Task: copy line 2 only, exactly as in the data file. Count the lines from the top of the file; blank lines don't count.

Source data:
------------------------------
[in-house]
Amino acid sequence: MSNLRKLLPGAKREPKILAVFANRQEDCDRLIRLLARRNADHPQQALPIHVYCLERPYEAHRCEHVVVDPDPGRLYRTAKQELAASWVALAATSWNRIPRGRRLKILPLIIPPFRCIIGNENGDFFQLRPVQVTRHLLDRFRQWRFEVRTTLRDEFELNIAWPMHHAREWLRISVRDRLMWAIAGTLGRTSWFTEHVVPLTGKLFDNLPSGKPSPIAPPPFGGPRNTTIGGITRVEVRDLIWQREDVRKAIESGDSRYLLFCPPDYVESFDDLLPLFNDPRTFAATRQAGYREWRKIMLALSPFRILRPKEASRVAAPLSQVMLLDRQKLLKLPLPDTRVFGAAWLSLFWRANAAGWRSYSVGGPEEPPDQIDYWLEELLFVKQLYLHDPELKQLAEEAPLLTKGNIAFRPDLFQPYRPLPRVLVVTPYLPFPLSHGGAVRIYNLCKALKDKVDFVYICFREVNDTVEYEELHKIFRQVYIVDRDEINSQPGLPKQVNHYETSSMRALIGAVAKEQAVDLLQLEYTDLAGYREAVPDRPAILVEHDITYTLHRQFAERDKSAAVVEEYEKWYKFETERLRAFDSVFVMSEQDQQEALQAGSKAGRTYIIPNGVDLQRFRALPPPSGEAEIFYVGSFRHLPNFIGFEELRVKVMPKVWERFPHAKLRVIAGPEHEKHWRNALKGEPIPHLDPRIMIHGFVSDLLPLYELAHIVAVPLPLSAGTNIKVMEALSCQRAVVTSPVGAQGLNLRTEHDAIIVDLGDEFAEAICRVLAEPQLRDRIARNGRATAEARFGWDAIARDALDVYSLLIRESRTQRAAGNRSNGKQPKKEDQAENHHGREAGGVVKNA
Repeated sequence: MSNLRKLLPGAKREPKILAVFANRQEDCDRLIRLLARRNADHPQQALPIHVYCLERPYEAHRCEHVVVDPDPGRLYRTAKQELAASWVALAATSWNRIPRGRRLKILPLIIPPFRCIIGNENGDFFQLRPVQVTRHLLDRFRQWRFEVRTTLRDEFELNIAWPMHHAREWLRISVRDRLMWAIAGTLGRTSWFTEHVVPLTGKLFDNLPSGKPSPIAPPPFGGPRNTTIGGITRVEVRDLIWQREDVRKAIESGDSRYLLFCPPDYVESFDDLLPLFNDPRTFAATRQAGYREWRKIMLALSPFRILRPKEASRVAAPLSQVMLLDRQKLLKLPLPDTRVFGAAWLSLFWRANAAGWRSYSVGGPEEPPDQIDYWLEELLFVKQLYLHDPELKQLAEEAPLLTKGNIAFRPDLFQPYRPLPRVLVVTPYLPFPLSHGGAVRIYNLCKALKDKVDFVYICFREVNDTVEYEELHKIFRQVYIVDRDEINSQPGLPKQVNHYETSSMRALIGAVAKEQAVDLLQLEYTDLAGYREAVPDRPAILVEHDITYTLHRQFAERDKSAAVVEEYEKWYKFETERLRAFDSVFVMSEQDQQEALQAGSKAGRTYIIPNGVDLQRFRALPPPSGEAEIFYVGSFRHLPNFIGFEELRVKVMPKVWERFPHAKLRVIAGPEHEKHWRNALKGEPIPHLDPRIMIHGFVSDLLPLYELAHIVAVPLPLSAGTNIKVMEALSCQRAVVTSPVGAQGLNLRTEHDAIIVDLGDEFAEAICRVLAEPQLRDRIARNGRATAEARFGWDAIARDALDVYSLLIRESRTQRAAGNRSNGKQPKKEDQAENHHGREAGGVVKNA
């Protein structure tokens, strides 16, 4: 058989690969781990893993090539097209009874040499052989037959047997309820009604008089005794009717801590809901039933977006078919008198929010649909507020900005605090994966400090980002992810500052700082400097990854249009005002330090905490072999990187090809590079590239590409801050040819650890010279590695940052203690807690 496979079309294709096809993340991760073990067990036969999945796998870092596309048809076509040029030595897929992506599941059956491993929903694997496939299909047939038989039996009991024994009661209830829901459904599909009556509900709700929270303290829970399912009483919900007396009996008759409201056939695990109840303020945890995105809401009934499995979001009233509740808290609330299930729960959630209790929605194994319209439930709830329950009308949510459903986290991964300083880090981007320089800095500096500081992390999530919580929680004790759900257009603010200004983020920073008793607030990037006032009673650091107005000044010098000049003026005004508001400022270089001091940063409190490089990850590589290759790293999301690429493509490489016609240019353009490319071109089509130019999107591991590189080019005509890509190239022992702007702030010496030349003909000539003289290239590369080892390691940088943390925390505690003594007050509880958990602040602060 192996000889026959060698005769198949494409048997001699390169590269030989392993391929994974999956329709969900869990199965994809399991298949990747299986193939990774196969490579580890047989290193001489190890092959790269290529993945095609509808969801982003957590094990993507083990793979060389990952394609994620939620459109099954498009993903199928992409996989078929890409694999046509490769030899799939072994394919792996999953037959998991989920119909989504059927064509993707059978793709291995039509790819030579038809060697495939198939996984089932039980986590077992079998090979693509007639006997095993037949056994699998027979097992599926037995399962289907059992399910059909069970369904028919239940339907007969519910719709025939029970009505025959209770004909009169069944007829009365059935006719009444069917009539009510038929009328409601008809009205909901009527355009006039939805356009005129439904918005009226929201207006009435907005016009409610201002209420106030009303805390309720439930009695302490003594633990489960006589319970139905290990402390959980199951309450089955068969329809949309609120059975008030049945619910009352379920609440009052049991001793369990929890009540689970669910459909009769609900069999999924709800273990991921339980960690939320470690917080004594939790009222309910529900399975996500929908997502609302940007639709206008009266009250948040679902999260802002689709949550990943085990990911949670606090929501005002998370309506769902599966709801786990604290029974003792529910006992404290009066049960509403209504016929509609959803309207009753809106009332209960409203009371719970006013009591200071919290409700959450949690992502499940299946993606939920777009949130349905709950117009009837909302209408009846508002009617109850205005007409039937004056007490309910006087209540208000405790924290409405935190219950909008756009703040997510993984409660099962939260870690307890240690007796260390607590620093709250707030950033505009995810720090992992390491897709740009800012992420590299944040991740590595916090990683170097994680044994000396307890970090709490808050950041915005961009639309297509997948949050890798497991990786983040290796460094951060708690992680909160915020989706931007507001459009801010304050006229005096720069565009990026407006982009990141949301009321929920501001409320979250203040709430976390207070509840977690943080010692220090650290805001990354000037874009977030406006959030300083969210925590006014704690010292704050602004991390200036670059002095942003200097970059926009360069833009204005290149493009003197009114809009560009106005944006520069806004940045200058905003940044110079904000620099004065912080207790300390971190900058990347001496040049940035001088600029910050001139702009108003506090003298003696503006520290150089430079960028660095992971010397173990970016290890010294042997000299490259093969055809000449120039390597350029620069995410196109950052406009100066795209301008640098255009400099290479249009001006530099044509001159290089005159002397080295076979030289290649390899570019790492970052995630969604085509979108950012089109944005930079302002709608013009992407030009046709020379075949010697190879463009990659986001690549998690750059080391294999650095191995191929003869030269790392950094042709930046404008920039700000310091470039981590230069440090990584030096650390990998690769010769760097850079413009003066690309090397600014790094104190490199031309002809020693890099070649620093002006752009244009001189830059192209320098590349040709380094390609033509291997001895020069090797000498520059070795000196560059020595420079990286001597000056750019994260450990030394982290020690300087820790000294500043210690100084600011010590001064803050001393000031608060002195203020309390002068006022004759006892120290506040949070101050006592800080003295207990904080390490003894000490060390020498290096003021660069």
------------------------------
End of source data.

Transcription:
Amino acid sequence: MSNLRKLLPGAKREPKILAVFANRQEDCDRLIRLLARRNADHPQQALPIHVYCLERPYEAHRCEHVVVDPDPGRLYRTAKQELAASWVALAATSWNRIPRGRRLKILPLIIPPFRCIIGNENGDFFQLRPVQVTRHLLDRFRQWRFEVRTTLRDEFELNIAWPMHHAREWLRISVRDRLMWAIAGTLGRTSWFTEHVVPLTGKLFDNLPSGKPSPIAPPPFGGPRNTTIGGITRVEVRDLIWQREDVRKAIESGDSRYLLFCPPDYVESFDDLLPLFNDPRTFAATRQAGYREWRKIMLALSPFRILRPKEASRVAAPLSQVMLLDRQKLLKLPLPDTRVFGAAWLSLFWRANAAGWRSYSVGGPEEPPDQIDYWLEELLFVKQLYLHDPELKQLAEEAPLLTKGNIAFRPDLFQPYRPLPRVLVVTPYLPFPLSHGGAVRIYNLCKALKDKVDFVYICFREVNDTVEYEELHKIFRQVYIVDRDEINSQPGLPKQVNHYETSSMRALIGAVAKEQAVDLLQLEYTDLAGYREAVPDRPAILVEHDITYTLHRQFAERDKSAAVVEEYEKWYKFETERLRAFDSVFVMSEQDQQEALQAGSKAGRTYIIPNGVDLQRFRALPPPSGEAEIFYVGSFRHLPNFIGFEELRVKVMPKVWERFPHAKLRVIAGPEHEKHWRNALKGEPIPHLDPRIMIHGFVSDLLPLYELAHIVAVPLPLSAGTNIKVMEALSCQRAVVTSPVGAQGLNLRTEHDAIIVDLGDEFAEAICRVLAEPQLRDRIARNGRATAEARFGWDAIARDALDVYSLLIRESRTQRAAGNRSNGKQPKKEDQAENHHGREAGGVVKNA